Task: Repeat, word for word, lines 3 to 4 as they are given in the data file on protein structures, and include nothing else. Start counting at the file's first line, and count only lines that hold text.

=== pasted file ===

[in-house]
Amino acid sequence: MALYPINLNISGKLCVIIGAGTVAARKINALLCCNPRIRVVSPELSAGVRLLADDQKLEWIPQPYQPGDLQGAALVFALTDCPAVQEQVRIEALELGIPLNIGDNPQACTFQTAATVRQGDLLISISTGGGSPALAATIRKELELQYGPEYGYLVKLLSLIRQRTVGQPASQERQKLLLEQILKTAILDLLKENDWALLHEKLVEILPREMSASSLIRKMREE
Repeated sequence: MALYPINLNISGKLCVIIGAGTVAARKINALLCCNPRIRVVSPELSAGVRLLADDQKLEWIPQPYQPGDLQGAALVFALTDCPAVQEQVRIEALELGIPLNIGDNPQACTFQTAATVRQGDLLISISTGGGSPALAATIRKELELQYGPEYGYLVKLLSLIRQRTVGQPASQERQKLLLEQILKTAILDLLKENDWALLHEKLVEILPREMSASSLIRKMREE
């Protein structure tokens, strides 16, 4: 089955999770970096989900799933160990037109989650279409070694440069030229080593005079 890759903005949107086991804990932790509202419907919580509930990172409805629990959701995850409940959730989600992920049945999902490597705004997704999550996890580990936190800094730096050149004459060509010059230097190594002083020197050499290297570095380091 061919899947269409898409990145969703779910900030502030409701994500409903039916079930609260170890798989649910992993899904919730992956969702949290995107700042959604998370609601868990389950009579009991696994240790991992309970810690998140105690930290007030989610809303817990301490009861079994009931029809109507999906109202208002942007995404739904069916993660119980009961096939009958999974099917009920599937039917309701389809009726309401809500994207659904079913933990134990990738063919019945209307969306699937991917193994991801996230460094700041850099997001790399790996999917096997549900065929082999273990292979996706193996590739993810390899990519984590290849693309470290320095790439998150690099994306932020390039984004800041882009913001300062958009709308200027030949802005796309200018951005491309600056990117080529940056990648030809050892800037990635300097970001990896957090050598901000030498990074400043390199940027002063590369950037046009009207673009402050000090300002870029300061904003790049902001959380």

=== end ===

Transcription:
Repeated sequence: MALYPINLNISGKLCVIIGAGTVAARKINALLCCNPRIRVVSPELSAGVRLLADDQKLEWIPQPYQPGDLQGAALVFALTDCPAVQEQVRIEALELGIPLNIGDNPQACTFQTAATVRQGDLLISISTGGGSPALAATIRKELELQYGPEYGYLVKLLSLIRQRTVGQPASQERQKLLLEQILKTAILDLLKENDWALLHEKLVEILPREMSASSLIRKMREE
């Protein structure tokens, strides 16, 4: 089955999770970096989900799933160990037109989650279409070694440069030229080593005079 890759903005949107086991804990932790509202419907919580509930990172409805629990959701995850409940959730989600992920049945999902490597705004997704999550996890580990936190800094730096050149004459060509010059230097190594002083020197050499290297570095380091 061919899947269409898409990145969703779910900030502030409701994500409903039916079930609260170890798989649910992993899904919730992956969702949290995107700042959604998370609601868990389950009579009991696994240790991992309970810690998140105690930290007030989610809303817990301490009861079994009931029809109507999906109202208002942007995404739904069916993660119980009961096939009958999974099917009920599937039917309701389809009726309401809500994207659904079913933990134990990738063919019945209307969306699937991917193994991801996230460094700041850099997001790399790996999917096997549900065929082999273990292979996706193996590739993810390899990519984590290849693309470290320095790439998150690099994306932020390039984004800041882009913001300062958009709308200027030949802005796309200018951005491309600056990117080529940056990648030809050892800037990635300097970001990896957090050598901000030498990074400043390199940027002063590369950037046009009207673009402050000090300002870029300061904003790049902001959380």